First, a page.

Smothering Seaweed

Zebra mussels in the Great Lakes. Mitten crabs in San Francisco Bay. Transplanted species have permanently altered their new habitats. Now a hardy, unwelcome seaweed threatens California waters.

An aquarium variety of Caulerpa taxifolia, infamous for smothering nearly 15,000 acres of sea grasses in the Mediterranean, was recently discovered in Agua Hedionda Lagoon, just north of San Diego. It can tolerate cold and nutrient-poor water, and its ability to grow in sand or mud and on rocks and sea grasses makes it an exceptional invader, able to virtually carpet the seafloor to a depth of over 100 feet. It also secretes toxins poisonous to fishes and invertebrates that deter these potential herbivores.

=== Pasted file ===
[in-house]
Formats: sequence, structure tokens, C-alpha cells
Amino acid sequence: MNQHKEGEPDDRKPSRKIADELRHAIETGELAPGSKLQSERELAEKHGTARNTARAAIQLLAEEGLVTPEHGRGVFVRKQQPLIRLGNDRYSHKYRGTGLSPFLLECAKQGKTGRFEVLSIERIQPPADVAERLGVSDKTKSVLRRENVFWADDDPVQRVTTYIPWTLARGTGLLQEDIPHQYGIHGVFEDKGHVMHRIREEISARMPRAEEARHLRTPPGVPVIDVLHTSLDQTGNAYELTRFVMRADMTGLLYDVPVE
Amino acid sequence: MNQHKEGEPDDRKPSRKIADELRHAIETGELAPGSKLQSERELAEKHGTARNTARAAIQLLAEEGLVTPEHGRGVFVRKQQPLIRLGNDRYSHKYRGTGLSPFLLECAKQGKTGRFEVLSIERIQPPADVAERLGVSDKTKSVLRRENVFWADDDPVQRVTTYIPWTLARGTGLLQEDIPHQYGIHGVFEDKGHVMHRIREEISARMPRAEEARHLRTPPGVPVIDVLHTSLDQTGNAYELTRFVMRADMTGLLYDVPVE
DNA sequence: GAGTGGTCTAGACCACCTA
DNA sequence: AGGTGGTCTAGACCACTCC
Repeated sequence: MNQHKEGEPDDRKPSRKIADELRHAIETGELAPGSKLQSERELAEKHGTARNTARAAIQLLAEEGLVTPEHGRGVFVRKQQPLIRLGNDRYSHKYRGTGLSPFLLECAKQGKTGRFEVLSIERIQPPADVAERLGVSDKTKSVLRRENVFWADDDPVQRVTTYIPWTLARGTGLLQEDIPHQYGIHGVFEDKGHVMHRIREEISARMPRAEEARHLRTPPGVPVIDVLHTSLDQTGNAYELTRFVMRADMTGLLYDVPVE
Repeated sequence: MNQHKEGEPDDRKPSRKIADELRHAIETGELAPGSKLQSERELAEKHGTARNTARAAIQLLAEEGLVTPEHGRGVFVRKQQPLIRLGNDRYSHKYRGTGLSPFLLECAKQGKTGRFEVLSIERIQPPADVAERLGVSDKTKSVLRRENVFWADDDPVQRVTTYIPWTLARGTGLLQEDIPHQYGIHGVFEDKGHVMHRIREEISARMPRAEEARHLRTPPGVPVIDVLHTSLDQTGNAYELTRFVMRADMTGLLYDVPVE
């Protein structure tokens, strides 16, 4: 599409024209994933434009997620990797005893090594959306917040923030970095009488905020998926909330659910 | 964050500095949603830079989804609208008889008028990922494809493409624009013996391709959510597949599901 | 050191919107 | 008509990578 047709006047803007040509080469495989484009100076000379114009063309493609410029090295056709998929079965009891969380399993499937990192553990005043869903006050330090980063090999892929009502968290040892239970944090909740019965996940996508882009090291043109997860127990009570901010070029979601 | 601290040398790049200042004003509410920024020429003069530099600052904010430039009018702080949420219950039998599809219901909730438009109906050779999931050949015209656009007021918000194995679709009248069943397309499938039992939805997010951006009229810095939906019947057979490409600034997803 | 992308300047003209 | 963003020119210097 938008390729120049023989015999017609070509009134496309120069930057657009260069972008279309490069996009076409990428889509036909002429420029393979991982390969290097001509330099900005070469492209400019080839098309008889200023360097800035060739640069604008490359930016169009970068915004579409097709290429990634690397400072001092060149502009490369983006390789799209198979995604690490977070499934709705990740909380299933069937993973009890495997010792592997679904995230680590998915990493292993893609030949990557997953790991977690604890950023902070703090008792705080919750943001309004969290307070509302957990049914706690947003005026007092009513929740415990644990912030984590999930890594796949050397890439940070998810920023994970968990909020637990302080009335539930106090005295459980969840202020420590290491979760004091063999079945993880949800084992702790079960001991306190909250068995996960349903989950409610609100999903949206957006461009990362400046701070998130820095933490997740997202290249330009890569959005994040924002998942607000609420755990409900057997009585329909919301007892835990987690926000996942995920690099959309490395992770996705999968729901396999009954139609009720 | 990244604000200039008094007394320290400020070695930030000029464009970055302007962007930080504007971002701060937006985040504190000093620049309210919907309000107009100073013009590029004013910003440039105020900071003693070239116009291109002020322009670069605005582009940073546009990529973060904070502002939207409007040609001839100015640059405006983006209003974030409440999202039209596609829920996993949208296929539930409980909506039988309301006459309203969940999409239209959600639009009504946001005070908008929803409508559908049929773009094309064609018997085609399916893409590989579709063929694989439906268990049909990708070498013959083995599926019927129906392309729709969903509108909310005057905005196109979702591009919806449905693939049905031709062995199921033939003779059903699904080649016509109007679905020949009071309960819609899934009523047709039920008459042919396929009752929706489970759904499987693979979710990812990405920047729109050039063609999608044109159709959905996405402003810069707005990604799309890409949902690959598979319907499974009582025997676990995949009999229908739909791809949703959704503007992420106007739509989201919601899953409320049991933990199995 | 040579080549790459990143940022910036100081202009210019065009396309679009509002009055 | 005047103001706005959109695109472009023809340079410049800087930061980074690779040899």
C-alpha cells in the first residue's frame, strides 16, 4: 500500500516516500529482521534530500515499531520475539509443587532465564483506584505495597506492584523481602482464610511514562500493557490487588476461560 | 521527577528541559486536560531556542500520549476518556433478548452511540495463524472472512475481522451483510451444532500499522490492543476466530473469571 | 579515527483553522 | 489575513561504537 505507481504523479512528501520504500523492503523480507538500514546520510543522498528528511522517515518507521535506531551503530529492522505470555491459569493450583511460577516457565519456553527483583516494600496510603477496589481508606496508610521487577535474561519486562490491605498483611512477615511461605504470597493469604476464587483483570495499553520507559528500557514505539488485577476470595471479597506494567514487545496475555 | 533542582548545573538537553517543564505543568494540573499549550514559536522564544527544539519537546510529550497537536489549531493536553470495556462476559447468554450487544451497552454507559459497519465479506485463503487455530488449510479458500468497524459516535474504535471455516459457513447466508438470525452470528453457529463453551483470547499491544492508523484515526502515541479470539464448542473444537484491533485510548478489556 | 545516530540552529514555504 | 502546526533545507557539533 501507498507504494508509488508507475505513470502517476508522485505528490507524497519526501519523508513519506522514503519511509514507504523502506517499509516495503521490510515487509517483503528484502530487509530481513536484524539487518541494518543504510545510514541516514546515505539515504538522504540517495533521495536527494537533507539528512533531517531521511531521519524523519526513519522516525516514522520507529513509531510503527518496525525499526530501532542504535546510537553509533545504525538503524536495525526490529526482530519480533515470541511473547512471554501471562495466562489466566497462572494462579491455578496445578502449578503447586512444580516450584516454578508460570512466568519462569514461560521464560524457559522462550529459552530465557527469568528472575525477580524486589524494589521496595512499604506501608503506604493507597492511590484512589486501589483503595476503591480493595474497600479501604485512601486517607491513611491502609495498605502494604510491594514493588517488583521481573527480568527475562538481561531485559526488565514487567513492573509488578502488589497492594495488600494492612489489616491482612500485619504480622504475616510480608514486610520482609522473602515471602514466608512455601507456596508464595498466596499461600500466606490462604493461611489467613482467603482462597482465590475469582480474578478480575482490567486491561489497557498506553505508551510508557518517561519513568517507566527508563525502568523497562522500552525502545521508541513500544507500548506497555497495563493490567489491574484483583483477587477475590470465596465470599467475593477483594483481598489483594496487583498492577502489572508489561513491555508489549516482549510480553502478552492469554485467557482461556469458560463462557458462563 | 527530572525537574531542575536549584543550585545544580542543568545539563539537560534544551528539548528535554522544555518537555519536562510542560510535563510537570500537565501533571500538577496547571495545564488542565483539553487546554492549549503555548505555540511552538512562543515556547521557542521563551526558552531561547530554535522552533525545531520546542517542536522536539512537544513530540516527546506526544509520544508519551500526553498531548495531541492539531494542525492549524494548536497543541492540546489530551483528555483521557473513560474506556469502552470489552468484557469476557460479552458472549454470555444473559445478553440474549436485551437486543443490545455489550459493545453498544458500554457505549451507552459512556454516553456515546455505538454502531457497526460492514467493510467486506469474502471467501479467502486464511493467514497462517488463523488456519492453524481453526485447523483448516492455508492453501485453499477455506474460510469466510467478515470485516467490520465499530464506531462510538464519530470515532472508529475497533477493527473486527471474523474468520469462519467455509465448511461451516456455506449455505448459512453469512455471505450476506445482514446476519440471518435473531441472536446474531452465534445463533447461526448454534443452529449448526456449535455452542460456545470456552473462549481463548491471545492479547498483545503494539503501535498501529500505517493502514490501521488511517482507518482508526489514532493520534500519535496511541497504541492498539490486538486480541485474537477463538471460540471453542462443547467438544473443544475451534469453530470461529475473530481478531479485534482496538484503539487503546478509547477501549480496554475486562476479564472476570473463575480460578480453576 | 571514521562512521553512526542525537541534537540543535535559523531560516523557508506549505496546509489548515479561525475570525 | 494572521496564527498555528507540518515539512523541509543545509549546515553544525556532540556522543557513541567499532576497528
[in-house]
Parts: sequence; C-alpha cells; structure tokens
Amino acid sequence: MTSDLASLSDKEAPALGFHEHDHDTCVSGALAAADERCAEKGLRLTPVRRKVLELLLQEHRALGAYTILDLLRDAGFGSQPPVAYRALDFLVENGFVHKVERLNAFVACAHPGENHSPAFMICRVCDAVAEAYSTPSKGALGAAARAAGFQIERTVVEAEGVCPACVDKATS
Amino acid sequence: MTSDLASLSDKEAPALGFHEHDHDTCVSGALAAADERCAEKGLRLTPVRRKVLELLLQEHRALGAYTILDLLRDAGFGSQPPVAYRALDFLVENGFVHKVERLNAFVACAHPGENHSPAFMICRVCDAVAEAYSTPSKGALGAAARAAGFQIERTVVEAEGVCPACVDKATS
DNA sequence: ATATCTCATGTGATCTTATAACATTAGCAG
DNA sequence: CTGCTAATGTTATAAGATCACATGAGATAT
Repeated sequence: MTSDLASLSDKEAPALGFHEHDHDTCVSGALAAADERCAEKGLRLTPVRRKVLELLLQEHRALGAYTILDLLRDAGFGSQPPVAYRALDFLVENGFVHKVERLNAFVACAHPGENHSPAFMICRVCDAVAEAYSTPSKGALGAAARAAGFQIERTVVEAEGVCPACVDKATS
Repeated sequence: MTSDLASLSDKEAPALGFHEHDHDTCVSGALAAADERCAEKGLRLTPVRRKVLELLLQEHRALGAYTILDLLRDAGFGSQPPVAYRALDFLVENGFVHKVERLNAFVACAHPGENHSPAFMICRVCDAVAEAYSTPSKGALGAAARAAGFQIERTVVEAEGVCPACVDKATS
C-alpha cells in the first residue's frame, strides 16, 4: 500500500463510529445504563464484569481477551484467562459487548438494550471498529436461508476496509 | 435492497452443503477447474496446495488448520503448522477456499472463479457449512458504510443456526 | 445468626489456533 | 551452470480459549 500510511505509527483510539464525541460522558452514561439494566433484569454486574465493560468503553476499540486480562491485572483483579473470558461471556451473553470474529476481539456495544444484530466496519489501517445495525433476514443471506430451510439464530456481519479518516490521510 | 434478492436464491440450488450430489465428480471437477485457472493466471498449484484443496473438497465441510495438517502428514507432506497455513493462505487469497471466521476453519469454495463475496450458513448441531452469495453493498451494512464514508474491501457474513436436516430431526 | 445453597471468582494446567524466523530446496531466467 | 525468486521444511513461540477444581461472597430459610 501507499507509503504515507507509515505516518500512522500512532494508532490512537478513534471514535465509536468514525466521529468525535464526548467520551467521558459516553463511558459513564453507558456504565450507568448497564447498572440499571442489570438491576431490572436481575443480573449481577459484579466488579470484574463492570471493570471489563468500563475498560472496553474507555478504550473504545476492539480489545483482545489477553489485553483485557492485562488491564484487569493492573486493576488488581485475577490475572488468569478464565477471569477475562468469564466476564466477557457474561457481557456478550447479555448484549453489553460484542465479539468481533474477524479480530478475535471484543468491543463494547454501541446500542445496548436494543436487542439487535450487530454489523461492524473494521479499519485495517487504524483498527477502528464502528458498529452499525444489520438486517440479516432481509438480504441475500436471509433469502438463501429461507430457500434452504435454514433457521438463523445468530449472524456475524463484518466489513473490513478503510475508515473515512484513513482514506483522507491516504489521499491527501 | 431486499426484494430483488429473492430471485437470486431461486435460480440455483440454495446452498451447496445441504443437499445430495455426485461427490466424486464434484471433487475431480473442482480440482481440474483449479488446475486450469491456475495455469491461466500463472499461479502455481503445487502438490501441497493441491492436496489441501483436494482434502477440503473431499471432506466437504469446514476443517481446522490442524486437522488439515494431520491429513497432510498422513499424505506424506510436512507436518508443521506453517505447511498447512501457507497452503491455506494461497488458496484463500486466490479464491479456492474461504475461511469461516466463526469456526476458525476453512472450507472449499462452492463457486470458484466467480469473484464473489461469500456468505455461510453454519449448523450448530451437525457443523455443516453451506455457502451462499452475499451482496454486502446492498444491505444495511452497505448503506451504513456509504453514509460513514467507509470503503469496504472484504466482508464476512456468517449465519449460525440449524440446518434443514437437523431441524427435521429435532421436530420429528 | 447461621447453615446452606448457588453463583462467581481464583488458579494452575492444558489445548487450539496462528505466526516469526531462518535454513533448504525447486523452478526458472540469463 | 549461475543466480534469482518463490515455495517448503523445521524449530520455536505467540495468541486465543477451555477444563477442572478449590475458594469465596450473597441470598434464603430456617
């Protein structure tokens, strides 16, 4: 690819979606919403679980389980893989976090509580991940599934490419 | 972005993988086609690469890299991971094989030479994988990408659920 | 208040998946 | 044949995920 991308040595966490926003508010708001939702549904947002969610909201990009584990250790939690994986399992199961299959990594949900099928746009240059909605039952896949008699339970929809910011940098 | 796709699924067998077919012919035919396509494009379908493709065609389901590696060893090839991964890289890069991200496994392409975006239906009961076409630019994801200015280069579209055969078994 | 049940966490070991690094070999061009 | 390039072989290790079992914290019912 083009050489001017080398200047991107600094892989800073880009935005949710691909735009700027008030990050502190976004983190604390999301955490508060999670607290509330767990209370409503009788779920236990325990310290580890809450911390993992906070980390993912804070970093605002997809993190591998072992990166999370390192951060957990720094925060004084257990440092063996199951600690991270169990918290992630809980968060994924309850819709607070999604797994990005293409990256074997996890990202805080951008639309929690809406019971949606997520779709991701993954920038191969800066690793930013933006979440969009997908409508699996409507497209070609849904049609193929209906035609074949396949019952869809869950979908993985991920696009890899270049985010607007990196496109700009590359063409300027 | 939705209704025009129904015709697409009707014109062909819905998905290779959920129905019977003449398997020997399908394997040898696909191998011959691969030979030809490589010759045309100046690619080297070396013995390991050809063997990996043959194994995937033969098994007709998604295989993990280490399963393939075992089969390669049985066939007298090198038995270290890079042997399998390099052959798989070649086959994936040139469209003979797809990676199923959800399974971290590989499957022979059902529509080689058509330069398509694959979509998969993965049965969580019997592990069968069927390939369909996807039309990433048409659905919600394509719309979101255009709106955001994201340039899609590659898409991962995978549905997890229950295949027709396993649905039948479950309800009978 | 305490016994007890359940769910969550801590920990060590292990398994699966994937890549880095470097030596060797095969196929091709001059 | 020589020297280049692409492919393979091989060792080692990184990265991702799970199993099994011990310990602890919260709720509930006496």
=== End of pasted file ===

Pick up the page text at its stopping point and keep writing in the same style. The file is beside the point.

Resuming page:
Containing and eradicating the weed is challenging, but possible. Unlike most algae, which release gametes dispersed by ocean currents, this strain spreads through vegetative reproduction-fragments that break off from the alga regrow into new individuals.

Biologists from Merkel & Associates who found the weed in the lagoon are applying chlorine to the plant to kill it, and an extensive monitoring system is in place to devise further eradication strategies.

A close view of a Caulerpa taxifolia clone on rocks. Taken at Monaco.
Photo: Alexande Meinesz, University of Nice-Sophia Antipolis

Never empty aquarium water in or near storm drains, creeks, bays, or the ocean. Flush it down the toilet. Bag any Caulerpa taxifolia that you may have, place it in the freezer for at least 24 hours and the dispose of it with your trash.